At The Atlantic: The Unsettling Recklessness of Peter Jackson’s ‘West of Memphis’ by Hamish McKenzie.
McKenzie criticizes the film for its hypocritical and reckless treatment of Terry Hobbs. So far, so good. This level of skepticism places McKenzie in the top 1% of mainstream journalists covering this case.
Ultimately I find the article aggravating, however. McKenzie wrote a pretty good piece (PDF) about the West Memphis Three for the South China Morning Post in 2011. In that piece, he at least considered the possibility that the WM3 were guilty and mentioned some of the evidence missing from the Paradise Lost films. In the Atlantic piece, however, McKenzie states that the WM3 were victims of “injustice” but have now been “exonerated”. To be fair, his opening line states that the WM3 were “convicted, perhaps wrongly” — and pro-WM3 commenters jump down his throat for that tiny sacrilege — but overall the piece takes for granted that the WM3 were innocent and railroaded on flimsy evidence.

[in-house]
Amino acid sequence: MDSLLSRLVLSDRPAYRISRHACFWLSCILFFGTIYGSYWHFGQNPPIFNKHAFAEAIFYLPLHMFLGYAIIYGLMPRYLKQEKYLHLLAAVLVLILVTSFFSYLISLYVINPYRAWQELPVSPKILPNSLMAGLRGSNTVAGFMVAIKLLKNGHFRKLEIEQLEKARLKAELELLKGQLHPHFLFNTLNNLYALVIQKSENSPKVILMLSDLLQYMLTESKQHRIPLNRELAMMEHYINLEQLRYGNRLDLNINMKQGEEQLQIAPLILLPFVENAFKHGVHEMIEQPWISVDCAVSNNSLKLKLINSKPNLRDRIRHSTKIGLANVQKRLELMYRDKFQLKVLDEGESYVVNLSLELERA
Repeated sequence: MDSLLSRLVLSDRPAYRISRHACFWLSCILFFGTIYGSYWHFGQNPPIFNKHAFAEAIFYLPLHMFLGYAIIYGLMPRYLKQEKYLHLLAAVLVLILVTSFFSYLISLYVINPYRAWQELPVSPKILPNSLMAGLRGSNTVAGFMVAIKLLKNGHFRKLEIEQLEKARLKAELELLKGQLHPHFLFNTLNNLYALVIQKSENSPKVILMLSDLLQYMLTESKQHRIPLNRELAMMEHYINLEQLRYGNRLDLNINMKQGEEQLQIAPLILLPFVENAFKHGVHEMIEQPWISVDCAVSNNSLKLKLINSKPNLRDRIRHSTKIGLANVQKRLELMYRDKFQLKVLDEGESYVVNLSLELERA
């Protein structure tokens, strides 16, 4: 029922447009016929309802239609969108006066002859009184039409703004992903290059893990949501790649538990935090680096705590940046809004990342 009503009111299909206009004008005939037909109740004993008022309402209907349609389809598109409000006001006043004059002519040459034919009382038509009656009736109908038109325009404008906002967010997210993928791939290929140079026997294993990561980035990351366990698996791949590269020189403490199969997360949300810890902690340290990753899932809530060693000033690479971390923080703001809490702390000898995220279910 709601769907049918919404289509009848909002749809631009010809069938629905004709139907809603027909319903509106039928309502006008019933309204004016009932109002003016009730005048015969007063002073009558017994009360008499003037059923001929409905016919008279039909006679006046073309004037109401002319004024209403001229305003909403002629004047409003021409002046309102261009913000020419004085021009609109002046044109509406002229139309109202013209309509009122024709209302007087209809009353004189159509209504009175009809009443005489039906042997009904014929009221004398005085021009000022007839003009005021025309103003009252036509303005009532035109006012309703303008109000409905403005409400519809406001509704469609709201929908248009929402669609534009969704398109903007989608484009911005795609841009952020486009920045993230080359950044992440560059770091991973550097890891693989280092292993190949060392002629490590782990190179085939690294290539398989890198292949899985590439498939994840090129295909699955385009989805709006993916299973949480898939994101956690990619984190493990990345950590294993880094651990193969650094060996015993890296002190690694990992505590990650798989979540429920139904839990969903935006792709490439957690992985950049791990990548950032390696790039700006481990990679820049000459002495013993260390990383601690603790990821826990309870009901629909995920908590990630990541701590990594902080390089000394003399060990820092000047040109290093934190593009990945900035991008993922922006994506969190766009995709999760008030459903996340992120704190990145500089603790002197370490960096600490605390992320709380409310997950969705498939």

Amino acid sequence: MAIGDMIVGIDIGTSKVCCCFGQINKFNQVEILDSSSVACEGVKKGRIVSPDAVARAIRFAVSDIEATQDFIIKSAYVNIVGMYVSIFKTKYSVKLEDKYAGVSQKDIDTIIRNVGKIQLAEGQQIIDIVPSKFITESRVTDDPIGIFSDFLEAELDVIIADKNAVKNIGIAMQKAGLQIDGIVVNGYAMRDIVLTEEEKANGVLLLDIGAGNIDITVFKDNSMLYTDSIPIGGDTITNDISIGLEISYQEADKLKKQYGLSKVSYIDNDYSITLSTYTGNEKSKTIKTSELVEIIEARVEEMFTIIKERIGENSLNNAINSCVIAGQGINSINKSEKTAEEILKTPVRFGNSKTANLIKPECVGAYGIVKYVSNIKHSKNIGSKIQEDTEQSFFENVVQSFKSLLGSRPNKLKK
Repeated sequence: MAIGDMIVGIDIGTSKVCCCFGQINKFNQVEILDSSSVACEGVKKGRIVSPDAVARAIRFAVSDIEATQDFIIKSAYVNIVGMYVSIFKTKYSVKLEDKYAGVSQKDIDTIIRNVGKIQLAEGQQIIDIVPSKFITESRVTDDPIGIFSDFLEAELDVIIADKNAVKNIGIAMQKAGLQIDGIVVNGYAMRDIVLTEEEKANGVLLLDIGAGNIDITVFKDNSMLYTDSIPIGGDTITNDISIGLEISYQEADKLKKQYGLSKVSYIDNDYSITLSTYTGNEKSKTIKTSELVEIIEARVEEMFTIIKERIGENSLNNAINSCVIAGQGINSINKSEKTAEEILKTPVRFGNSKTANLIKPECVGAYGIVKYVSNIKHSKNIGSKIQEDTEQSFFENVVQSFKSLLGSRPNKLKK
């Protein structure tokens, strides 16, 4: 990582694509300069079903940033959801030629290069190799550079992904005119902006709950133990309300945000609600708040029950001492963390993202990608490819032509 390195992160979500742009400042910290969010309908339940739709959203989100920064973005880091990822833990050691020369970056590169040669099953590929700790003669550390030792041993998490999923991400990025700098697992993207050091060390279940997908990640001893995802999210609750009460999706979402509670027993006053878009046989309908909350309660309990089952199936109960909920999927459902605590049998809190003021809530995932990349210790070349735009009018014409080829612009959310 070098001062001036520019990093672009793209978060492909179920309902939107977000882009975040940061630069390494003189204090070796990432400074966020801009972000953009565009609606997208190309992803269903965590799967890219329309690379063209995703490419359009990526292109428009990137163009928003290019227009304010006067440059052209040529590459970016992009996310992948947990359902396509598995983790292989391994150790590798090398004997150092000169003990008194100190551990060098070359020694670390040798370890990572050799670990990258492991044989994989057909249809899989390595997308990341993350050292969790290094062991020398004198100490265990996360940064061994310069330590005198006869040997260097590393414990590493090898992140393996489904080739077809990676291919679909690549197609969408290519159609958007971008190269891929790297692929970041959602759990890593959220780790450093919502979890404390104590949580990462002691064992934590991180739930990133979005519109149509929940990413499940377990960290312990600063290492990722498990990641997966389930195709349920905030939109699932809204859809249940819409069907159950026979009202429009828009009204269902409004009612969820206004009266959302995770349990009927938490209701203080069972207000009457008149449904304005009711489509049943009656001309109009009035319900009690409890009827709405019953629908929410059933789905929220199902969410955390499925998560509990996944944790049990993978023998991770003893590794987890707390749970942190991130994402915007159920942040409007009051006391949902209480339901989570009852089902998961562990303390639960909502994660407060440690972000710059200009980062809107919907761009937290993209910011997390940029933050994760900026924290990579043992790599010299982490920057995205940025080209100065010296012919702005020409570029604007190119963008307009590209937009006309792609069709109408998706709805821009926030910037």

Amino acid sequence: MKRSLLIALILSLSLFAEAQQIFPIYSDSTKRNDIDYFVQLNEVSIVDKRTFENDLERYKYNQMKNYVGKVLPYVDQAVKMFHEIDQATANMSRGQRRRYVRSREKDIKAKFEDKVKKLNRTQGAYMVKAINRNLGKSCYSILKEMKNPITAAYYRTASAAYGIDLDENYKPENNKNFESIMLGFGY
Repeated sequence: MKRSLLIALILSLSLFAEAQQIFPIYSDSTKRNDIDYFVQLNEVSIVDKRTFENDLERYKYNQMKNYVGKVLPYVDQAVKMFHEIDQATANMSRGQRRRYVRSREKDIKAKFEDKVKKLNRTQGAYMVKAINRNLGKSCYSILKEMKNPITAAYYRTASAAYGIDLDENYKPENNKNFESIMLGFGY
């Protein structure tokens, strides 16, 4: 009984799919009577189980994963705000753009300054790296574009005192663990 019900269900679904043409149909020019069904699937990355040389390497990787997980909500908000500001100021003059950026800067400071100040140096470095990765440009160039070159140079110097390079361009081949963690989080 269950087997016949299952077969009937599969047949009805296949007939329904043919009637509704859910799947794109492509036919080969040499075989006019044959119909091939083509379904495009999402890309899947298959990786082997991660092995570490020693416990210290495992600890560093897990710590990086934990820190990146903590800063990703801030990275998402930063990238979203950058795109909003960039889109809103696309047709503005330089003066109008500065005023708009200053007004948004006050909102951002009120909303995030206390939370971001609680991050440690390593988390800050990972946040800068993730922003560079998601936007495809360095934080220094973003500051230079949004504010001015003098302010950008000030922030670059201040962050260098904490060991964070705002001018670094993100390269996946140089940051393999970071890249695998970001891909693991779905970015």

Is there some journalistic taboo against mentioning the overwhelming evidence of the WM3’s guilt? Even if a journalist is not 100% convinced of the WM3’s guilt, wouldn’t a balanced “on the one hand, on the other hand” approach call for mentioning Jessie Misskelley’s multiple confessions and questioning why all the documentaries exclude them?